also: The neutrino theory of light

It makes no sense to talk of elementary massless particle possessing orbital angular momentum. The concept of orbital angular momentum is only for the massive composite particle. The hydrogen atom is the most familiar model, though the simplest ones are the fermion-antifermion bonded states - positronium, quarkonium(s), etc. The “onium” concept originates from Jordan (1928) and de Broglie (1932) and refers to the photon, viz. photonium. The photonium is commonly known as “The neutrino theory of light” after the work of Born and Nath (1936).

The photon behaviour in the experiments with CRE-filtered beam is consistent with the model of photonium and j-j coupling scheme of the excited photon.

The photonium has an internal axis without direction (Perkins, 2004). In a ground state, this axis can generate the usual polarization states with helicity. The excited photon (i.e. photon with orbital angular momentum or massive photon) has helicity which is not Lorentz invariant. For the photon state of rest, the helicity is one of the $ 2j + 1$ possible states in the terms of the $ \ket{jm}$ presentation. The photon second quantization axis is associated with the orbital angular momentum of the excited photon.

The photon chi-variable is the angle between the polarization axis and the second quantization axis. Its natural domain $ [0, \pi)$ is consistent with the Pointing vector solution of the classical theory.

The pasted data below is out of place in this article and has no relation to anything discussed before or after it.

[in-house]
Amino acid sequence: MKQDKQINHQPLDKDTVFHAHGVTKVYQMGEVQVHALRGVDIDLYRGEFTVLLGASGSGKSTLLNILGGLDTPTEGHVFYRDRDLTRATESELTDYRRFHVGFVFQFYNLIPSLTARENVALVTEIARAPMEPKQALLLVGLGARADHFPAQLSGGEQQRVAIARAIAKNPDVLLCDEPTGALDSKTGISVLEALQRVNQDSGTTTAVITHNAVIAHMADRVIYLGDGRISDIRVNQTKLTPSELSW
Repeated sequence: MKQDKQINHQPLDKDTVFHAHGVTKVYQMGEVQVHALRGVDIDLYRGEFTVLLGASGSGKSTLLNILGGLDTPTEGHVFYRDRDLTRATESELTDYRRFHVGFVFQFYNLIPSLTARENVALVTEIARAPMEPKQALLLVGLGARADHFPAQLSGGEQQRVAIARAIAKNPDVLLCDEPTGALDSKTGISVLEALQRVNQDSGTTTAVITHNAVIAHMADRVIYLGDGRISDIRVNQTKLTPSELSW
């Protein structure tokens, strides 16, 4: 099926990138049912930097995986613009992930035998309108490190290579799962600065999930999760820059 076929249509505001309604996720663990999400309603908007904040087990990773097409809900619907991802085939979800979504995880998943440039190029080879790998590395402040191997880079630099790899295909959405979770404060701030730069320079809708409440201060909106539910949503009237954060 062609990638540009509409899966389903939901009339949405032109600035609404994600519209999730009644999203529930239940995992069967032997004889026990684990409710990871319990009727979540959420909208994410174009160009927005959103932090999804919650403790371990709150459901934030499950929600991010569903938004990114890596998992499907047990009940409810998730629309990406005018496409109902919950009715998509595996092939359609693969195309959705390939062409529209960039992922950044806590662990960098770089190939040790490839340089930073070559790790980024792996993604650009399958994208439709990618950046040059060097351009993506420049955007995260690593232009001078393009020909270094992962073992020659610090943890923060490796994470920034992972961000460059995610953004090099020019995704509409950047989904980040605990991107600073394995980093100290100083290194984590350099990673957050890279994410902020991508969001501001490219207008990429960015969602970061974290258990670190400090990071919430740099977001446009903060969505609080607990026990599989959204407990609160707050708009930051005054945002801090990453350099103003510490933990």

The photon Lambda-variable behaves like the orbital quantum number $ l$ . It can be suggested that, following the de Broglie rule: $ l = \Lambda / \lambdabar$ .

The photonium model predicts results which can be experimentally tested. For example, the ground state is fourfold degenerated - three of the states transform as a vector (triplet) and one as a scalar (singlet). If the excited photon has a mechanism for fine splitting, two kinds of photons with different parity and probabilities of 25% and 75% are expected. The calculations (asymptotic approximation of the BHS-transformation) give for a “pinhole” and Gaussian scalar beam that the inner ring of the Poggendorff pattern contains 28.79% and 20.24% of the total beam intensity, respectively (Berry, 2004). The existence of energy gap for the excited photon, if this is the case, is an indication that the photon is quasiboson but not a pure boson (Perkins, 2001).

It is a great temptation to go further in paralleling the CR optics and the photonium. But the logical deduction leads to conclusions even more incredible than the parity violation:

The excited photon state has a larger spatial extension (wavelength) than the one of the ground state. The larger is the wavelength, the lower is the photon field energy $ E_{\lambda}$ . Than the energy conservation law for the system CRE + photon requires the massless fermion-antifermion pair to acquire rest mass. Could this be a mechanism for generation of mass? Could this be a reason for the starlight redshift?

Spectroscopic data for the CRE-filtered beam are of highest need.


May 24, 2006
Author: T Kirilov